An active man in mid-sixties presented with pain and stiffness in his right shoulder. He had previously had an arthroscopic anterior labral repair. Upon examination, his shoulder was stiff and exhibited crepitance when moved. The x-rays taken at the time showed mild arthritis and posterior decentering on the “truth” view of the axillary humeral.
He elected non-operative management.
He returned several years later with increased symptoms, including shoulder pain and 6-8 pain. These x-rays showed severe glenohumeral osteoarthritis, decentering the humeral heads on the glenoid from the posterior, loss of bone in the posterior glenoid and 20 degrees retroversion, a B2 type glenoid.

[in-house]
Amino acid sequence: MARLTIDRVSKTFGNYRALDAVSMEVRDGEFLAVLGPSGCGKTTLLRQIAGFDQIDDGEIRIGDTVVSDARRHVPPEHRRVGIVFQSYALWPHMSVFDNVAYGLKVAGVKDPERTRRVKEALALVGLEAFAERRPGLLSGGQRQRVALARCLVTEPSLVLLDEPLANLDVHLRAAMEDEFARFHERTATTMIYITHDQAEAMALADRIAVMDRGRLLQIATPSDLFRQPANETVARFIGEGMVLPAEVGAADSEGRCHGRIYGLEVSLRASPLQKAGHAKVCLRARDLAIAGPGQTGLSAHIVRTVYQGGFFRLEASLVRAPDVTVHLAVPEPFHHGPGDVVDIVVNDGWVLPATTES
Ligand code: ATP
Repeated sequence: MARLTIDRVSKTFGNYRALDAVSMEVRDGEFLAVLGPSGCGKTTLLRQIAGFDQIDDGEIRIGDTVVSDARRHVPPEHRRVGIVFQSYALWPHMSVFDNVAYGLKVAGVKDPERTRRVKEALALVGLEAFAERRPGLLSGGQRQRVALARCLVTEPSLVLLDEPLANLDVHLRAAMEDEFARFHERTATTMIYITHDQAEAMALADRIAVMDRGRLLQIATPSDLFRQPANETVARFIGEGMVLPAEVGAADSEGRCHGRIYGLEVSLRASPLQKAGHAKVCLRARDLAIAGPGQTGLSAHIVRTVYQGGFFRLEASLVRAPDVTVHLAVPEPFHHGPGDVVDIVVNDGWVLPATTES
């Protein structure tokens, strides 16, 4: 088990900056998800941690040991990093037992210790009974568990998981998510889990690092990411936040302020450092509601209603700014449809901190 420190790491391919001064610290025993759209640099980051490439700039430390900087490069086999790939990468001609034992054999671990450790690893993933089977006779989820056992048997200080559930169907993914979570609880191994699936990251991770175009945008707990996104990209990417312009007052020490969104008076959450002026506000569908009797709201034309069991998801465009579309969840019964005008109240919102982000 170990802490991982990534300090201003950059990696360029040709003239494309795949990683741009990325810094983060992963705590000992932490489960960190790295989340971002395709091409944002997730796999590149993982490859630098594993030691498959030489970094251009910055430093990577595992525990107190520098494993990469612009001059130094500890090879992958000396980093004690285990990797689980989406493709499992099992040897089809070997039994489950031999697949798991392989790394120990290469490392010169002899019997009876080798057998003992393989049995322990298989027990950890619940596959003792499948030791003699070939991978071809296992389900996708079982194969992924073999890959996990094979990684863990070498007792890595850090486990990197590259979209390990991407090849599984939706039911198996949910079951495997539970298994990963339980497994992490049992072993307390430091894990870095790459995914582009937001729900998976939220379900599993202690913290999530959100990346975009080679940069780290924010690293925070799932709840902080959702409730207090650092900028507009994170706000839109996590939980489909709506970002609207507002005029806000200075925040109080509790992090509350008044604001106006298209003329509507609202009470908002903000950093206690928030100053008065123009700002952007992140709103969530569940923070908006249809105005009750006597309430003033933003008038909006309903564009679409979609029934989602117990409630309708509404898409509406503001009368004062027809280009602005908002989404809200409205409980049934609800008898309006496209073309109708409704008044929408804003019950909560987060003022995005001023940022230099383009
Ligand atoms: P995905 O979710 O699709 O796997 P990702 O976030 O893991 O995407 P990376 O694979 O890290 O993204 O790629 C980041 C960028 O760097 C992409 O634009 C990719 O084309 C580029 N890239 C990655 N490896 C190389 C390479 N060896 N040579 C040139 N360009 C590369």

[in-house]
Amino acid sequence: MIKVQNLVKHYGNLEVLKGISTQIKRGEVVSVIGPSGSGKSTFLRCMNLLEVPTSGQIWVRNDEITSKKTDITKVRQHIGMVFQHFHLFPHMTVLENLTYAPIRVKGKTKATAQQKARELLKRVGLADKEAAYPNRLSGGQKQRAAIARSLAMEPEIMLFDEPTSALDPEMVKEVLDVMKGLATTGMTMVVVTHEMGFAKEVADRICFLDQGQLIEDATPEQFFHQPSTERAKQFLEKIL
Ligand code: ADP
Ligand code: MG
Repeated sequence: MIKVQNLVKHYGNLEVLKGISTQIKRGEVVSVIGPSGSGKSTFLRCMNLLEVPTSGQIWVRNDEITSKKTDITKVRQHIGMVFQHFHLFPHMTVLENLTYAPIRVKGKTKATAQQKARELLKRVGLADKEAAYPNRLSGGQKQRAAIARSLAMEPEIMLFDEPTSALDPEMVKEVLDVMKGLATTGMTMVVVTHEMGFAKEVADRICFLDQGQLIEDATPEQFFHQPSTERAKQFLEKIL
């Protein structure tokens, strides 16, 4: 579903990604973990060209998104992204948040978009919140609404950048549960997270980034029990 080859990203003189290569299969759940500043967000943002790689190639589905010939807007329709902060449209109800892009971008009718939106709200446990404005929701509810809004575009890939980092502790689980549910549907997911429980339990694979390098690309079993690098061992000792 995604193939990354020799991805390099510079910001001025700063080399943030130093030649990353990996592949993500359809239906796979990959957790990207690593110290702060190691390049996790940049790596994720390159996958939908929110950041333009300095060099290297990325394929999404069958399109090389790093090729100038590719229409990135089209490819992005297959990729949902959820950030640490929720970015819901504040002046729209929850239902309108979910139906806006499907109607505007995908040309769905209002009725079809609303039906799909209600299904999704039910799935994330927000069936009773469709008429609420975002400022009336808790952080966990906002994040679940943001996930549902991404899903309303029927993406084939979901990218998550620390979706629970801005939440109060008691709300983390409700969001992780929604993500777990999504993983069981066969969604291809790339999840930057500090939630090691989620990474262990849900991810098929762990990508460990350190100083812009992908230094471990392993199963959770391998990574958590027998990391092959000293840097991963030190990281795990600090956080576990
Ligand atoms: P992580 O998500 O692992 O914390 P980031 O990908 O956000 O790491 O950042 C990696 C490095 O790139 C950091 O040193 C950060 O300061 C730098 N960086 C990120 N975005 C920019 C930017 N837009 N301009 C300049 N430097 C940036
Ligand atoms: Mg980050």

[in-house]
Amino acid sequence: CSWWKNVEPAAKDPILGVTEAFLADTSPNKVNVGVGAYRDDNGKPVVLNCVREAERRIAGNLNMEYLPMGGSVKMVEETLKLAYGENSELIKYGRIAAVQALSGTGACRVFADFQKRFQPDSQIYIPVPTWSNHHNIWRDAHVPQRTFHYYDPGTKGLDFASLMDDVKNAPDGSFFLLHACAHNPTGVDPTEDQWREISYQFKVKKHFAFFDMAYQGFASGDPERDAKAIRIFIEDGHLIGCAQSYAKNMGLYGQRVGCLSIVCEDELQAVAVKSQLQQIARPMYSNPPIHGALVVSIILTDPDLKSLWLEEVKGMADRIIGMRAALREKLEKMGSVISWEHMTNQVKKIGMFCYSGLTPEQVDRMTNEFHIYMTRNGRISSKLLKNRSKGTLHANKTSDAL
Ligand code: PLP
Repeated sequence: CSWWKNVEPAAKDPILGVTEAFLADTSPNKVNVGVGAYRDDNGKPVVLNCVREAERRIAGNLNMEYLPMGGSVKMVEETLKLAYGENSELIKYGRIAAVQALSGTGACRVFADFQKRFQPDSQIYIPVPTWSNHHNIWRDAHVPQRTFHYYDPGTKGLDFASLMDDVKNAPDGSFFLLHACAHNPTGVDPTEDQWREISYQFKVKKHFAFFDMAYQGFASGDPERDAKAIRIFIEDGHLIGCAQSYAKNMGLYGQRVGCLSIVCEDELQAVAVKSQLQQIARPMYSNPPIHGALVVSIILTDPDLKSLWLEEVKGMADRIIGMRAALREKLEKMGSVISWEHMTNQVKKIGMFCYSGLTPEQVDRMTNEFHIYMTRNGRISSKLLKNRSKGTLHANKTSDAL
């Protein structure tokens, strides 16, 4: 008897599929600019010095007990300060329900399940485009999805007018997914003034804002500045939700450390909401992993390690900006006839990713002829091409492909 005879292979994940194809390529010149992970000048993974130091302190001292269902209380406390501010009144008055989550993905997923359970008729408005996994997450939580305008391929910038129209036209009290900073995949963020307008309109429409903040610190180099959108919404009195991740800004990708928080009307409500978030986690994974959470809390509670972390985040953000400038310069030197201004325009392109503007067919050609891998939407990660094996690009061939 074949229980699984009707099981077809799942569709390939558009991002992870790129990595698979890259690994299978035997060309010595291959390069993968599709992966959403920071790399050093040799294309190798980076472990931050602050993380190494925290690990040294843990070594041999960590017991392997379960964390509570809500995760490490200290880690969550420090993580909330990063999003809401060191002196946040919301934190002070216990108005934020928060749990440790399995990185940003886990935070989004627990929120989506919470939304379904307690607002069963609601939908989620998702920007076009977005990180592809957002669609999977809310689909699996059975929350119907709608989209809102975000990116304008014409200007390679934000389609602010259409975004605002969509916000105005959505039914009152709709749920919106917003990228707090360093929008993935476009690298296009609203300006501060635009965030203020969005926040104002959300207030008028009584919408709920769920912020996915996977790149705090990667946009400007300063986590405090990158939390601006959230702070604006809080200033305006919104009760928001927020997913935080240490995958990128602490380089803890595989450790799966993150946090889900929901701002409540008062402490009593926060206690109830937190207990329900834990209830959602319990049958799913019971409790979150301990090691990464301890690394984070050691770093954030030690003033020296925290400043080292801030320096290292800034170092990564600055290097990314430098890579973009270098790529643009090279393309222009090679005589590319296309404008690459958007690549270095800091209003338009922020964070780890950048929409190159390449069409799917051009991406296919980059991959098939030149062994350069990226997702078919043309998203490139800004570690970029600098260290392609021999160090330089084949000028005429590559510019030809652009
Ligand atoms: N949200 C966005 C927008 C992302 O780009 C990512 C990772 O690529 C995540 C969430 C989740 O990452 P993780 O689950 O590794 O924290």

There were four surgical options: a standard component with “corrective” glenoid-reaming, a posteriorly enhanced component, an inset component and a reversal total shoulder. Due to his active lifestyle, and because he wanted to avoid risks and limitations of the plastic glenoid that is used in total shoulders arthroplasty he chose to go with a “ream and run” procedure.
The glenoid has been reamed to create one concavity, without attempting to change the glenoid’s version. A standard…